Oregon No limit 31 days from the termination date § 90.300
 Pennsylvania 2 months’ rent 30 days from the termination date § 250.511a, § 250.512
 Rhode Island 1 month’s rent 20 days from the termination date § 34-18-19
 South Carolina No limit 30 days from the termination date § 27-40-410
 South Dakota 1 month’s rent 14 days if no deductions, 45 days if deductions § 43-32-6.1, § 43-32-24
 Tennessee No limit 30 days from the termination date § 66-28-301
 Texas No limit 30 days after the tenant has vacated § 92.103
 Utah No limit 30 days from the termination date § 57-17-3
 Vermont No limit 14 days, 60 days if a seasonal property § 4461
 Virginia 2 months’ rent 45 days from the termination date or the date the tenant vacates the dwelling unit, whichever occurs last § 55.1-1226(A)
 Washington No limit 21 days from tenant’s move-out date § 59.18.280
West Virginia No limit Immediately § 37-6A-2
 Wisconsin No limit 21 days from tenant’s vacancy date § 134.06
 Wyoming No limit 30 days from lease termination or 15 days from receiving the tenant’s forwarding address, whichever is lesser § 1-21-1208(A)

Landlord’s Access

Give the tenant a notice to enter prior to accessing the property. It can be given to an occupant, posted or placed under their door, or mailed to them (6 days before the entry date).

State Required Notice Statute
 Alabama 2 days § 35-9A-303
 Alaska 24 hours § 34.03.140
 Arizona 48 hours  § 33-1343
 Arkansas N/A N/A
 California 24 for non-emergency, 48 hours for the move-out inspection § 1954
 Colorado *N/A *N/A
 Connecticut Reasonable notice § 47a-16
 Delaware 48 hours Title 25 § 5509
 Florida 24 hours § 83.53
 Georgia *N/A *N/A
 Hawaii 2 days § 521-53
 Idaho *N/A *N/A
 Illinois *N/A *N/A
 Indiana Reasonable notice § 32-31-5-6
 Iowa 24 hours § 562A.19
 Kansas Reasonable notice § 58-2557
 Kentucky 2 days § 383.615
 Louisiana *N/A *N/A
 Maine 24 hours § 6025
 Maryland *N/A *N/A
 Massachusetts Reasonable notice Sanitary Code (410.810)
 Michigan *N/A *N/A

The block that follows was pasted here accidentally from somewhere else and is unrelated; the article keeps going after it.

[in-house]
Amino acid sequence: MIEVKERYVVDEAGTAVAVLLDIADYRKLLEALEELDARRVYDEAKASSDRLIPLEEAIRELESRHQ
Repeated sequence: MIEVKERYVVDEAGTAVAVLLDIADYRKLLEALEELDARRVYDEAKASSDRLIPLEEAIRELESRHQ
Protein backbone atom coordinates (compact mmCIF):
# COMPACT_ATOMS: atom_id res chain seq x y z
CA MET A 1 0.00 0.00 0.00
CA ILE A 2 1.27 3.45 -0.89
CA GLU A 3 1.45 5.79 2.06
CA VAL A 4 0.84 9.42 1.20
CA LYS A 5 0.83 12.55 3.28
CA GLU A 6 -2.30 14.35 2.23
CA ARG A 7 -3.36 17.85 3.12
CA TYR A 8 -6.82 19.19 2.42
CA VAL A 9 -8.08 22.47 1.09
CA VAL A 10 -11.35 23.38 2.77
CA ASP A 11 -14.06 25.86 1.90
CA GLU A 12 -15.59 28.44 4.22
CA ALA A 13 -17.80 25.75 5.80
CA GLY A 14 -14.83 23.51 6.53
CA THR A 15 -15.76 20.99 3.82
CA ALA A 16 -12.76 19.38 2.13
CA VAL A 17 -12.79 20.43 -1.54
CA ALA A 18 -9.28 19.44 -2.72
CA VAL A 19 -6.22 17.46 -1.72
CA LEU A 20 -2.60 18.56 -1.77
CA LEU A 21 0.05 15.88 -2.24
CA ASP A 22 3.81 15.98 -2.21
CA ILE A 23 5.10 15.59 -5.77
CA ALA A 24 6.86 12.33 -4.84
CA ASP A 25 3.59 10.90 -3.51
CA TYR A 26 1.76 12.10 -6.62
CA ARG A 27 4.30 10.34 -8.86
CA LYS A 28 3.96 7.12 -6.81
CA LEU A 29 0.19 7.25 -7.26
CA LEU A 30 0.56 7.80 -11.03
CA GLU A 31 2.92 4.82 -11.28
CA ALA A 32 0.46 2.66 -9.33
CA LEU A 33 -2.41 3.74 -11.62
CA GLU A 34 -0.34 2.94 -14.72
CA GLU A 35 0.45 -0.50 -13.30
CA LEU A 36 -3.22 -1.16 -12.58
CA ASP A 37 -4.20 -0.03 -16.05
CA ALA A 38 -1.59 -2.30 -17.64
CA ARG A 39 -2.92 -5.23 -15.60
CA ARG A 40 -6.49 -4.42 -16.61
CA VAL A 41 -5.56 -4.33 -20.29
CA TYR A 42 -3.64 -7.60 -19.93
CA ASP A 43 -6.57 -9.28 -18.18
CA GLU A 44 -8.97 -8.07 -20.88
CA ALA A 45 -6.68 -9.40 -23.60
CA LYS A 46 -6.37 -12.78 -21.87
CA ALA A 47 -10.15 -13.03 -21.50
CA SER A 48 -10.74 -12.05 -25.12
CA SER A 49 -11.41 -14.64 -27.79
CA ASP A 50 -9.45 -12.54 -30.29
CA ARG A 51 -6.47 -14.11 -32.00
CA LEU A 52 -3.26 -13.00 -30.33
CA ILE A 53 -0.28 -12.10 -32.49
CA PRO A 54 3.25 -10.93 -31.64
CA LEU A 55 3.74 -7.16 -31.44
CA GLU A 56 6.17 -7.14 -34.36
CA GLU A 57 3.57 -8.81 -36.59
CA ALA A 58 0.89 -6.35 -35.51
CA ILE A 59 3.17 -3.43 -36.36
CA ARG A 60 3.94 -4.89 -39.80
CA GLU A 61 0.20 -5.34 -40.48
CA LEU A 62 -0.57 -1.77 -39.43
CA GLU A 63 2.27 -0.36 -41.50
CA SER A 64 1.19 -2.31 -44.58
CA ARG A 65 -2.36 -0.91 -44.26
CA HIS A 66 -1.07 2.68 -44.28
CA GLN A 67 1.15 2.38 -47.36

Minnesota Reasonable notice § 504B.211
 Mississippi *N/A *N/A
 Missouri *N/A *N/A
 Montana 24 hours § 70-24-312
 Nebraska 24 hours § 76-1423
 Nevada 24 hours NRS 118A.330
 New Hampshire Reasonable notice RSA 540-A:3
 New Jersey 1 day § 5:10-5.1
 New Mexico 24 hours § 47-8-24
 New York *N/A *N/A
 North Carolina *N/A *N/A
 North Dakota Reasonable notice § 47-16-07.3
 Ohio 24 hours § 5321.04
 Oklahoma 1 day § 41-128
 Oregon 24 hours § 90.322
 Pennsylvania *N/A *N/A
 Rhode Island 2 days § 34-18-26
 South Carolina 24 hours § 27-40-530
 South Dakota 24 hours § 43-32-32
 Tennessee 24 hours § 66-28-403
 Texas *N/A *N/A
 Utah 24 hours § 57-22-4
 Vermont 48 hours § 4460
 Virginia 24 hours § 55.1-1229(A)
 Washington 2 days for repairs, 1 day for showings § 59.18.150
West Virginia *N/A *N/A
 Wisconsin Advance Notice § 704.05(2)
 Wyoming *N/A *N/A

When is Rent Due? (grace periods)

A grace period protects the tenant from being charged a late fee or being evicted during such time period. Although, the rent is still considered late and may reflect negatively on the tenant’s rental history.

State When is Rent Due? Laws
 Alabama On the due date (no grace period) § 35-9A-161(c)
 Alaska On the due date (no grace period) AS 34.03.020(c)
 Arizona On the due date (no grace period) ARS 33-1314(c)
 Arkansas On the due date in the lease, but there is a 5-day grace period before a late fee may be imposed § 18-17-401(b)(1), § 18-17-701(b)
 California On the due date (no grace period) CIV Code 1947
 Colorado Not defined, but there is a 7-day grace period before a late fee may be imposed C.R.S. § 38-12-105